Use of St. John's Wort in potentially dangerous combinations

J Altern Complement Med. 2014 Jul;20(7):578-9. doi: 10.1089/acm.2013.0216. Epub 2014 Jun 23.

Abstract

Objectives: The objective of this study was to assess how often St. John's wort (SJW) is prescribed with medications that may interact dangerously with it.

Design: The study design was a retrospective analysis of nationally representative data from the National Ambulatory Medical Care Survey.

Settings: The study setting was U.S. nonfederal outpatient physician offices.

Subjects: Those prescribed SJW between 1993 and 2010 were the subjects.

Outcome measures: The outcome measures were medications co-prescribed with SJW.

Results: Twenty-eight percent (28%) of SJW visits involved a drug that has potentially dangerous interaction with SJW. These included selective serotonin reuptake inhibitors, benzodiazepines, warfarin, statins, verapamil, digoxin, and oral contraceptives.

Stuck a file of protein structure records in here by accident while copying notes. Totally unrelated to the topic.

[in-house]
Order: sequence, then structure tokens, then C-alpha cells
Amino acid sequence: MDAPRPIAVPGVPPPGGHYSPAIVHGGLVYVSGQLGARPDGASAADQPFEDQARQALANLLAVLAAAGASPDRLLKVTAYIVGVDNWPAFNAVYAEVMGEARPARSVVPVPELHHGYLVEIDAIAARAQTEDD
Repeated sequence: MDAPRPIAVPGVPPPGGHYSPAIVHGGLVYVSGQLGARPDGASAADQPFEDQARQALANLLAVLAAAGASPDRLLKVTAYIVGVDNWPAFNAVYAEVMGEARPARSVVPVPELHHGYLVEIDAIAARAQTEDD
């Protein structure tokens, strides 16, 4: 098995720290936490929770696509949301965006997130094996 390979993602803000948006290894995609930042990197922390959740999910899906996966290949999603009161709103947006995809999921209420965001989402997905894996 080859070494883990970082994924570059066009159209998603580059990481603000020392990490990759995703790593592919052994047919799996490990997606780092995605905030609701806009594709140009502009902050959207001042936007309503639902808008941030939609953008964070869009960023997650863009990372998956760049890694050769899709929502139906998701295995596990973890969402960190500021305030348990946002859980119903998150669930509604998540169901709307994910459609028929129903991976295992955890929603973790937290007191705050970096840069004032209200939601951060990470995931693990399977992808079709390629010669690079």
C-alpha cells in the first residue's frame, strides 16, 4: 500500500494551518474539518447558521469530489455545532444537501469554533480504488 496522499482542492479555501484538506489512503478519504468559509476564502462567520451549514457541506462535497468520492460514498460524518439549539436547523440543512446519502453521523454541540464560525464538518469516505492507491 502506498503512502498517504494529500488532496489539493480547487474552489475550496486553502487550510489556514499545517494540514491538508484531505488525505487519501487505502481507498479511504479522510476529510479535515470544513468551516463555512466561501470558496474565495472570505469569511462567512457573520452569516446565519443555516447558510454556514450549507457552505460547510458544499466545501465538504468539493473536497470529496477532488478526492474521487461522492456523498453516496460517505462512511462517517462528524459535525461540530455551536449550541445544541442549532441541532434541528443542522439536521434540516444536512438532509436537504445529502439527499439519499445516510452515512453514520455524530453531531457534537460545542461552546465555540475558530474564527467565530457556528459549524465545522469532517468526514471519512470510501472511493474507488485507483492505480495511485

Conclusions: SJW is frequently used in potentially dangerous combinations. Physicians should be aware of these common interactions and warn patients appropriately.

MeSH terms

  • Antidepressive Agents / therapeutic use
  • Herb-Drug Interactions*
  • Humans
  • Hypericum*
  • Phytotherapy / adverse effects*
  • Phytotherapy / methods*
  • Plant Extracts / administration & dosage*
  • Plant Extracts / adverse effects*
  • Prescriptions
  • Retrospective Studies
  • United States

Substances

  • Antidepressive Agents
  • Plant Extracts